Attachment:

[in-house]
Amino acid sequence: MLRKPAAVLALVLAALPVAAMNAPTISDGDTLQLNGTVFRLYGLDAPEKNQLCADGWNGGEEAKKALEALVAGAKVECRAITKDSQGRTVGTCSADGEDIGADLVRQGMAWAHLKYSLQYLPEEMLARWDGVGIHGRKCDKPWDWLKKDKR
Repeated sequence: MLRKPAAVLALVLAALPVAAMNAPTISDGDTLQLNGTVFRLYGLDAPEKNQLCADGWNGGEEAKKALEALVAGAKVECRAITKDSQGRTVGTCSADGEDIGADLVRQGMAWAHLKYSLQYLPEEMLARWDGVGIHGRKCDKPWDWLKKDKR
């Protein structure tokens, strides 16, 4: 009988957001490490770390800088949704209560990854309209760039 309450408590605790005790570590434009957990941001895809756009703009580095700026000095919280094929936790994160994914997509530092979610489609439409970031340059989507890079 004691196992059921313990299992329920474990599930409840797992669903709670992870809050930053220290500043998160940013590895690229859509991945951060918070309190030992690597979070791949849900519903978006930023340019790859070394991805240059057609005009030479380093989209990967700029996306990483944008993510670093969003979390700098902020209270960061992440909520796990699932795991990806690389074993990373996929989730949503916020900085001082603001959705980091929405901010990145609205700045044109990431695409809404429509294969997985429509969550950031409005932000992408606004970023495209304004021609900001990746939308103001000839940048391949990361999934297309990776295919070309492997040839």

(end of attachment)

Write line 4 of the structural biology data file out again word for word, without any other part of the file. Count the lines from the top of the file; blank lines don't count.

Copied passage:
């Protein structure tokens, strides 16, 4: 009988957001490490770390800088949704209560990854309209760039 309450408590605790005790570590434009957990941001895809756009703009580095700026000095919280094929936790994160994914997509530092979610489609439409970031340059989507890079 004691196992059921313990299992329920474990599930409840797992669903709670992870809050930053220290500043998160940013590895690229859509991945951060918070309190030992690597979070791949849900519903978006930023340019790859070394991805240059057609005009030479380093989209990967700029996306990483944008993510670093969003979390700098902020209270960061992440909520796990699932795991990806690389074993990373996929989730949503916020900085001082603001959705980091929405901010990145609205700045044109990431695409809404429509294969997985429509969550950031409005932000992408606004970023495209304004021609900001990746939308103001000839940048391949990361999934297309990776295919070309492997040839």